"Risk is not new to scientists and educators," Stern added. "Scientists risk their lives going to the bottom of the ocean, to the tops of mountains, to the poles of the Earth. Scientists have lost their lives in space exploration, as have educators," he said, noting the tragic loss in 1986 of the Challenger shuttle crew that included Christa McAuliffe, America's selected Teacher in Space.

But safety is also key, advised George Nield, Associate Administrator for Commercial Space Transportation at the Federal Aviation Administration.

"As much as I wish it were, safety is not an absolute," Nield pointed out. "Misfortune will always be an uninvited possibility whenever a rocket launches."

Safety is a mindset — a professional tension, Nield counseled, and for all the people involved in providing a rocket trip, they must be constantly on alert. They have to be determined to "get it right this time, next time, all the time," he said.

Entrepreneurial approach

The initiative of roaring skyward to the edge of space on repeat voyages was spotlighted in a recent report — "Revitalizing NASA's Suborbital Program: Advancing Science, Driving Innovation, and Developing Workforce" — issued late last month by the prestigious National Research Council.

NASA's suborbital program conducts research using aircraft, balloons, and rockets. It enables cutting-edge research in areas such as climate science and astrophysics and is vital in developing technologies and training personnel, says the report issued late last month.

An NRC recommendation from a blue ribbon committee of experts observes: "NASA should continue to monitor commercial suborbital space developments. Whereas the commercial developers stated to the committee that they do not need NASA funding to meet their business objectives, this entrepreneurial approach offers the potential for a range of opportunities for low-cost quick-access to space that may benefit NASA as well as other federal agencies."

Pay attention to ignorosphere

One scientific pursuit that seems a perfect match for suborbital vehicles is ultra-high upper atmospheric research, said Pete Worden, director of NASA's Ames Research Center, Moffett Field, California. That area is too high for balloons, too low for satellites and too expensive for repeat sounding rocket visits, he said.

Very little information exists on this upper atmosphere region, often called the "ignorosphere," Worden noted. Suborbital vehicles rocketing from various spaceports around the globe could sample this region, he said.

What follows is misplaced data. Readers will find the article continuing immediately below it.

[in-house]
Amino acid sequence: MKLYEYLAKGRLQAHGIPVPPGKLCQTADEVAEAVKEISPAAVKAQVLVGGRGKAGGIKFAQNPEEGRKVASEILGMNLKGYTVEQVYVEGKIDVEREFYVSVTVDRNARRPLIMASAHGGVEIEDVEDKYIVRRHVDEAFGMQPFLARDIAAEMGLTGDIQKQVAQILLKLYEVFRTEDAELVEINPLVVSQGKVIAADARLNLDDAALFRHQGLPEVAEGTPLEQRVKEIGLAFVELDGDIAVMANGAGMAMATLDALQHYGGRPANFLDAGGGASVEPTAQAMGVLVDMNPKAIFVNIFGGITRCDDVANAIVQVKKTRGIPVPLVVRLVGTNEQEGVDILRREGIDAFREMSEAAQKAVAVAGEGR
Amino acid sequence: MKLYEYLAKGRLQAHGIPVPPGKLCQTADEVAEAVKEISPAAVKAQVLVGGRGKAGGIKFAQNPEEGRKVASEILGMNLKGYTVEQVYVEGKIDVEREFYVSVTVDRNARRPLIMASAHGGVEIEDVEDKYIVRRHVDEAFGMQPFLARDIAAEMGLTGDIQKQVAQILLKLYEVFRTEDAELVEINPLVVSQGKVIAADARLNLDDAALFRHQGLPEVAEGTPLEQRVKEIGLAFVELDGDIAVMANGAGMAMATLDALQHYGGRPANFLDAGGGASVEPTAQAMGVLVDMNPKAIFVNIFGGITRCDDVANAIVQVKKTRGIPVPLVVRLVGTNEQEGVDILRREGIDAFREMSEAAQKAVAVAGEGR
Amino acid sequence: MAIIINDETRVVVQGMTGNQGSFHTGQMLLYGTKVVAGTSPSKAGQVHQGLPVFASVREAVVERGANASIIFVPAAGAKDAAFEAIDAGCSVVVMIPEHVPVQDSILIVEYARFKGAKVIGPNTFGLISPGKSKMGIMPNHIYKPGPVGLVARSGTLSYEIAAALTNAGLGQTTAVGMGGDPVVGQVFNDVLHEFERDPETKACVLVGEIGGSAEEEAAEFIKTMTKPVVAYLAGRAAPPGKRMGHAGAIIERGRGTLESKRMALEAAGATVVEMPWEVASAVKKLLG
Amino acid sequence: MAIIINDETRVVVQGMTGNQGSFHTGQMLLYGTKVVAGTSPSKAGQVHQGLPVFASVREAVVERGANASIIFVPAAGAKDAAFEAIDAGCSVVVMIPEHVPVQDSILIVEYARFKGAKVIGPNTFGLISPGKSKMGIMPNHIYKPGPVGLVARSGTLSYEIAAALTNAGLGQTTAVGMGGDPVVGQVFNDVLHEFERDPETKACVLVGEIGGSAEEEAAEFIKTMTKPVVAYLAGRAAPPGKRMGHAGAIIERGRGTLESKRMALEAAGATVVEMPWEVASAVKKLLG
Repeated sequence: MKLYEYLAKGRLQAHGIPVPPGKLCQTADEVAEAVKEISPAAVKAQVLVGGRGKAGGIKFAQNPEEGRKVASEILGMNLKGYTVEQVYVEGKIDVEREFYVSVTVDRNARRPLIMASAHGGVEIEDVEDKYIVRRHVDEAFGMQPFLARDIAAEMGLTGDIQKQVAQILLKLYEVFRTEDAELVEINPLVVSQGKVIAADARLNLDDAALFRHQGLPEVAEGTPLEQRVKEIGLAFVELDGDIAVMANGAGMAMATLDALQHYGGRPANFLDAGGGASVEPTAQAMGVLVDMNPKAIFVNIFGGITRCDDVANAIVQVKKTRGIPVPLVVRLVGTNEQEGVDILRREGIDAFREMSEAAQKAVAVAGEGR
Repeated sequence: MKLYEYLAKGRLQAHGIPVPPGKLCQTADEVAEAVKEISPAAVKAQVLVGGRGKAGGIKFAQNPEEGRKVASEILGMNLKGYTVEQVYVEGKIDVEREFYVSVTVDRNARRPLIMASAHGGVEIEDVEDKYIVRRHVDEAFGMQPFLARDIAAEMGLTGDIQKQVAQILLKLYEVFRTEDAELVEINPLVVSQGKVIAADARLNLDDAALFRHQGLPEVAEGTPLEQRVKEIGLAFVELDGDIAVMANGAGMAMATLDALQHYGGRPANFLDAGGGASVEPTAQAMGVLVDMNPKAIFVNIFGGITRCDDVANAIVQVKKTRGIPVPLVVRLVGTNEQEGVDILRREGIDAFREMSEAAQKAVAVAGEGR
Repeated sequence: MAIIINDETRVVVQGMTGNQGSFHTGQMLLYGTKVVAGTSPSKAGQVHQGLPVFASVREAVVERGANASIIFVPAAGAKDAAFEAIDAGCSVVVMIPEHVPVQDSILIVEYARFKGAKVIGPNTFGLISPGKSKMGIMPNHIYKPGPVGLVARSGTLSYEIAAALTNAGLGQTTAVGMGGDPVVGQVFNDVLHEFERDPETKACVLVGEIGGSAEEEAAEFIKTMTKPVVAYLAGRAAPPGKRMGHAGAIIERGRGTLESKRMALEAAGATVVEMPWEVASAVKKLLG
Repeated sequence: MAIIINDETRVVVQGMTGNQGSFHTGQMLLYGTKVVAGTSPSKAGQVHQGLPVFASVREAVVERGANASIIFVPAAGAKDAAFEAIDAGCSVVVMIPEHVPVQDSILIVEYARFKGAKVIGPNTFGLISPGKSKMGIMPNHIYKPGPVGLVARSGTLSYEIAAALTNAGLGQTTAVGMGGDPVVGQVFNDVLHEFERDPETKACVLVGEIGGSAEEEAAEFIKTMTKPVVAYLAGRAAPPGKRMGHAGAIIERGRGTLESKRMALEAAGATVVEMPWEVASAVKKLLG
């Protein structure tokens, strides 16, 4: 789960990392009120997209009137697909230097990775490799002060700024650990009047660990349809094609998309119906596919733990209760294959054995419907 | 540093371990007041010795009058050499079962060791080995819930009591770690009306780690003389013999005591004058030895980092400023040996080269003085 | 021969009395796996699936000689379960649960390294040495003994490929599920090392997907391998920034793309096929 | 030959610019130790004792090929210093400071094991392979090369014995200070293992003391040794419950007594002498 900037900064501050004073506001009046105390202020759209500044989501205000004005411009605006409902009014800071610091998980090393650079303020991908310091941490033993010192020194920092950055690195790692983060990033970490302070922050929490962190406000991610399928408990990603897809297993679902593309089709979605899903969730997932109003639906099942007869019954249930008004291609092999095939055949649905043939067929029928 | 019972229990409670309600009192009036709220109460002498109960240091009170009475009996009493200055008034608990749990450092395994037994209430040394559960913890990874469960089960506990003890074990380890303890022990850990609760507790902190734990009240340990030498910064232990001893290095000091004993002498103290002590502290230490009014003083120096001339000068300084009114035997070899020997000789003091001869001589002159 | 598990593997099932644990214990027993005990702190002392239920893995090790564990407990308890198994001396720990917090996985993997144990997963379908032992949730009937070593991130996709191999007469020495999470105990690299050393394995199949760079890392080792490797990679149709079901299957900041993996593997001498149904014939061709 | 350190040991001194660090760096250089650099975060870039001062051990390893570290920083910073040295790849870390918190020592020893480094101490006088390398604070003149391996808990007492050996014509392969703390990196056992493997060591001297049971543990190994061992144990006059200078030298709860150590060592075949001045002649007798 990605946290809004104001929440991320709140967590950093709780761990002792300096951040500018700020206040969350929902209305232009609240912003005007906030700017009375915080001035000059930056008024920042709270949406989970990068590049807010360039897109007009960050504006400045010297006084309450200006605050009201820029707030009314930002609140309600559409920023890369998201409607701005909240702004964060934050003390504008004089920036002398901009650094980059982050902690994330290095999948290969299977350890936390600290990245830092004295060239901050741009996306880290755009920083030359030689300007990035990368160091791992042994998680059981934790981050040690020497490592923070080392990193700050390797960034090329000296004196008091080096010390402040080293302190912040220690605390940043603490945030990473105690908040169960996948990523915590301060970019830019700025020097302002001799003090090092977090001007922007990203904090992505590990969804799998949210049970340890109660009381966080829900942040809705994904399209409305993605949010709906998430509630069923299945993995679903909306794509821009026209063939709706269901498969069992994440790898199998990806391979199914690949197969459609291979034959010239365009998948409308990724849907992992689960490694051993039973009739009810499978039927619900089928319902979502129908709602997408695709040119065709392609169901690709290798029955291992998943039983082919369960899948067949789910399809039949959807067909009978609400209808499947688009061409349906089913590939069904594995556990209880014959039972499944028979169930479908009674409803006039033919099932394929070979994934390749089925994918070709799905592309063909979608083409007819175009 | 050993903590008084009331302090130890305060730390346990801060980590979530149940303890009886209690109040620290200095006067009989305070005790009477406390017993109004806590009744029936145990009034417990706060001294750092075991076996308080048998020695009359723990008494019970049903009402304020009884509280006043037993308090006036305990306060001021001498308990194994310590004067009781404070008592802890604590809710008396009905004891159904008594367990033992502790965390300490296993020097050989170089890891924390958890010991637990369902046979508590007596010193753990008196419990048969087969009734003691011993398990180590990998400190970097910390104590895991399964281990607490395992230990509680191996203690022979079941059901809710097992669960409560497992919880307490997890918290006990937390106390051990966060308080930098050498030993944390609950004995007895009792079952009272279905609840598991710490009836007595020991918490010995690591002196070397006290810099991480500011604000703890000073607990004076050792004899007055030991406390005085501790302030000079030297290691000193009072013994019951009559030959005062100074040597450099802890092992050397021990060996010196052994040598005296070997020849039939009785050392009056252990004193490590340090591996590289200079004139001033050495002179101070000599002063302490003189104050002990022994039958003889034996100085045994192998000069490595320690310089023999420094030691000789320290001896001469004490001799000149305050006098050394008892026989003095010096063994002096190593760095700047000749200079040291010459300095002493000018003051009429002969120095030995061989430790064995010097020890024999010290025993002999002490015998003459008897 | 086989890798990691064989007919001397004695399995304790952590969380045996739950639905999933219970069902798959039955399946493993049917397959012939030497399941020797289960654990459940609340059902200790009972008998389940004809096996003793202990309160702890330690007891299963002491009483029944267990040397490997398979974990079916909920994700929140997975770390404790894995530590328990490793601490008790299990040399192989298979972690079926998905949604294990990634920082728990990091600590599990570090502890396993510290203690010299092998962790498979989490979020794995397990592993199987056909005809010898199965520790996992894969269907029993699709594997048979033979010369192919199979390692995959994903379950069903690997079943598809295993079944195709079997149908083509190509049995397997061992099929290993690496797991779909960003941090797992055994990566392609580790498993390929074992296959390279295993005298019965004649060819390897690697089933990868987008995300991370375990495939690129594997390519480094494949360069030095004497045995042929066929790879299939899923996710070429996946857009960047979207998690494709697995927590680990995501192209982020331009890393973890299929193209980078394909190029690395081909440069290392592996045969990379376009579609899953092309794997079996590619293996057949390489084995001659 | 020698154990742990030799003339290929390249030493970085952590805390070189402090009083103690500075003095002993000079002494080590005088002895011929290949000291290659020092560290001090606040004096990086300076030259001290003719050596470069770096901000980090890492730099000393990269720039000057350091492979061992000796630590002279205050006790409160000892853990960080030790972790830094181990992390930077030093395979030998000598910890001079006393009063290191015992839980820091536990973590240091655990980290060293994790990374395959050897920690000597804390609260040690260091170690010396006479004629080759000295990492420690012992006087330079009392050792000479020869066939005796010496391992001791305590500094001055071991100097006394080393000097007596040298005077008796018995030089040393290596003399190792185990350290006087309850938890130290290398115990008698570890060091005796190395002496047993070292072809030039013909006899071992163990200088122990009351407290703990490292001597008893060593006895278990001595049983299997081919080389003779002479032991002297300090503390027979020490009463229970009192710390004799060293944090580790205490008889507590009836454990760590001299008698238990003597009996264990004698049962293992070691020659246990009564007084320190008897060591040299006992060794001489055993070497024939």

"There's beginning to be evidence that there is some very complicated coupling mechanisms, particularly in changes of solar ultraviolet flux on the upper atmosphere and climate changes on the ground. We don't know how that works," Worden said.

Add to the research mix that life may well exist in that region, Worden pointed out. "If you have life in these upper regions of Earth's atmosphere, that begins to tell us where we can look in other places," he said, such as life in the upper atmosphere of Venus or perhaps Mars.

"These are the kinds of things that add up to significant research that's clearly world-class," Worden concluded.

Leonard David has been reporting on the space industry for more than five decades. He is past editor-in-chief of the National Space Society's Ad Astra and Space World magazines and has written for since 1999.

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Leonard David
Space Insider Columnist

Leonard David is an award-winning space journalist who has been reporting on space activities for more than 50 years. Currently writing as's Space Insider Columnist among his other projects, Leonard has authored numerous books on space exploration, Mars missions and more, with his latest being "Moon Rush: The New Space Race" published in 2019 by National Geographic. He also wrote "Mars: Our Future on the Red Planet" released in 2016 by National Geographic. Leonard  has served as a correspondent for SpaceNews, Scientific American and Aerospace America for the AIAA. He has received many awards, including the first Ordway Award for Sustained Excellence in Spaceflight History in 2015 at the AAS Wernher von Braun Memorial Symposium. You can find out Leonard's latest project at his website and on Twitter.